Special teddy delivery to Emergency Department

A special delivery of teddies has been made to the paediatric team of the Jenny Lind Children’s Hospital at NNUH to help ease the stress for children requiring emergency treatment.

Members of the Provincial Grand Lodge of Norfolk have delivered a full box of teddies to the team at the Children’s Emergency Department.

Emma Chapman, Senior Matron for the Jenny Lind Children’s Hospital, said: “We are so grateful to the Norfolk Freemasons for the delivery of the TLC Teddies. When a child is admitted to our Children’s Emergency Department it can be a very scary environment and quite naturally children are very nervous.  We are hoping that the provision of a TLC Teddy will help calm them down and allow the medical team to work with the TLC Teddy to treat the child.”

Michael Spalding, Chair of the Norfolk Freemasons Charitable Fund, said: “The TLC Teddies are funded by Norfolk Freemasons and we are delighted to provide them to the Jenny Lind Children’s Hospital at the NNUH. It is for the medical staff, to give, at their discretion, to children admitted who are in severe distress and where the staff feel that a TLC Teddy will help alleviate the stress and assist them in their work.”

Louise Cook, Head of Fundraising said: “We are delighted to be the first acute trust in Norfolk to receive TLC Teddies from Norfolk Freemasons, we are hoping that this will be a lovely initiative which will make a difference to some of our young patients who have to enter the hospital.”

TLC Teddies were started over 17 years ago and the Freemasons have donated over 2,500,000 TLC eddies to Emergency Departments in England and Wales.

LynnSpecial teddy delivery to Emergency Department
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Snowflakes Light Up the N&N Hospital

The N&N will be shining bright this December as twinkling displays of snowflakes illuminate the outside of the hospital.

This is the second year the hospital will have a display of 30 sparkling snowflakes on the front of the building and around the plaza and thanks to the generosity of businesses, the N&N Hospitals Charity will also benefit.

SERCO, AA Waste, Brewers, Carters, Check Your Security, Hicks, Shred Station, Hutchings, and Munro have all contributed to make this spectacle possible this year.

It is hoped the lights will provide Christmas cheer to patients, staff and members of the public alike and will be switched on during the hospital’s Christmas Fair on Thursday December 5 from 4pm-8pm, with the official switch on at 5pm.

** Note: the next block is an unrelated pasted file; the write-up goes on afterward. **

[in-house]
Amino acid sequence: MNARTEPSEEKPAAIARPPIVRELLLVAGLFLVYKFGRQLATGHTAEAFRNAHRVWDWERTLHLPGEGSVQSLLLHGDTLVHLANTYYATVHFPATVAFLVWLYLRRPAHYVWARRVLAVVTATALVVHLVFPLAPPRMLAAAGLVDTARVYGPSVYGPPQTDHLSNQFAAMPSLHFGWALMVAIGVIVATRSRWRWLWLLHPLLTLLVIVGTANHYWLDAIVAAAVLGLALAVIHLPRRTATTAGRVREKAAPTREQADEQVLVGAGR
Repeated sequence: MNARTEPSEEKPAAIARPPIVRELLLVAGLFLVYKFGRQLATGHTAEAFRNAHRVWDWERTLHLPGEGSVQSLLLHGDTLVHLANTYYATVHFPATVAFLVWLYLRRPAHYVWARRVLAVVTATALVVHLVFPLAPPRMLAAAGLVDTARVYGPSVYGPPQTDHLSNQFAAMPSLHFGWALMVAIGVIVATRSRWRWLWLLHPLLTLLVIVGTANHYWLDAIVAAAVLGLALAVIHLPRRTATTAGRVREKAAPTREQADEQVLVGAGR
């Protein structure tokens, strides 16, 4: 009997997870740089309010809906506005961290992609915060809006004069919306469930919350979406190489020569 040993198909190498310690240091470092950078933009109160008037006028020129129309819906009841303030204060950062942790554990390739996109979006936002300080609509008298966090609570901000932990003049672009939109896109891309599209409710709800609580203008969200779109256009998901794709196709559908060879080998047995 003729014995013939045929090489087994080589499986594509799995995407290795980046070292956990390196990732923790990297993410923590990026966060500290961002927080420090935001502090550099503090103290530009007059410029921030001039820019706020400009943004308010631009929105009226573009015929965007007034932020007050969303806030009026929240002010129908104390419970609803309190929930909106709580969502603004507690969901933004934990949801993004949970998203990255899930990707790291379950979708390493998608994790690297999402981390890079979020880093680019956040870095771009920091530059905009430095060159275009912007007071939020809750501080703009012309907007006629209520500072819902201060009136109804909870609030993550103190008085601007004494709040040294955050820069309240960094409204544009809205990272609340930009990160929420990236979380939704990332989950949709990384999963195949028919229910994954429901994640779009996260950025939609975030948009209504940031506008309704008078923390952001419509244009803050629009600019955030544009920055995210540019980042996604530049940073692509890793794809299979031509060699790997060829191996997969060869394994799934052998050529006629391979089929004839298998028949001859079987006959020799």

Louise Cook, head of fundraising at the hospital, said: “This idea has been used by other hospitals in the country to support their hospital charities and we hope that Norfolk businesses will continue to embrace this in years to come.

“We hope that this year’s display will be enjoyed by everyone visiting the hospital, and will raise money for the charity which in turn is used to benefit patients, staff and visitors.”

To find out more about the N&N Hospital Charity please visit

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Charity Christmas Tree Festival supports Boudicca

The N&N Hospital Charity will once again be shining bright as Christmas trees, sponsored by local organisations, will illuminate St Peter Mancroft Church in Norwich.

The N&N Hospitals Charity has its very own tree, sponsored by The Forum Trust, which will represent our Boudicca Breast Cancer Appeal which was launched last year and has so far raised £250,000.

The appeal aims to raise £800,000 to open a larger breast cancer unit at the Norfolk and Norwich University Hospital which will mean patients will receive same-day diagnostic tests and imaging assessment, eliminating the wait currently facing some patients.

The Charity Christmas Tree Festival will be officially opened the Lord Mayor in the Church on Tuesday evening 3 December and opened to the public from Wednesday morning 4 December until Sunday evening 8 December 2019.

The event is run by the Rotary Club of Norwich St Edmund, with the support of St Peter Mancroft Church, all net proceeds will go to the club for distribution to the church and local charities with this year’s theme being “health”.

Entry to the Festival is free but donations will be very much appreciated, with Boudicca Breast Cancer Appeal one of the beneficiaries.

Tim Bishop from the Forum Trust said: “We’re delighted to support this fantastic festival in such a beautiful venue.

“Breast cancer touches the lives of so many people And there can be very few of us who doesn’t know someone who has been affected.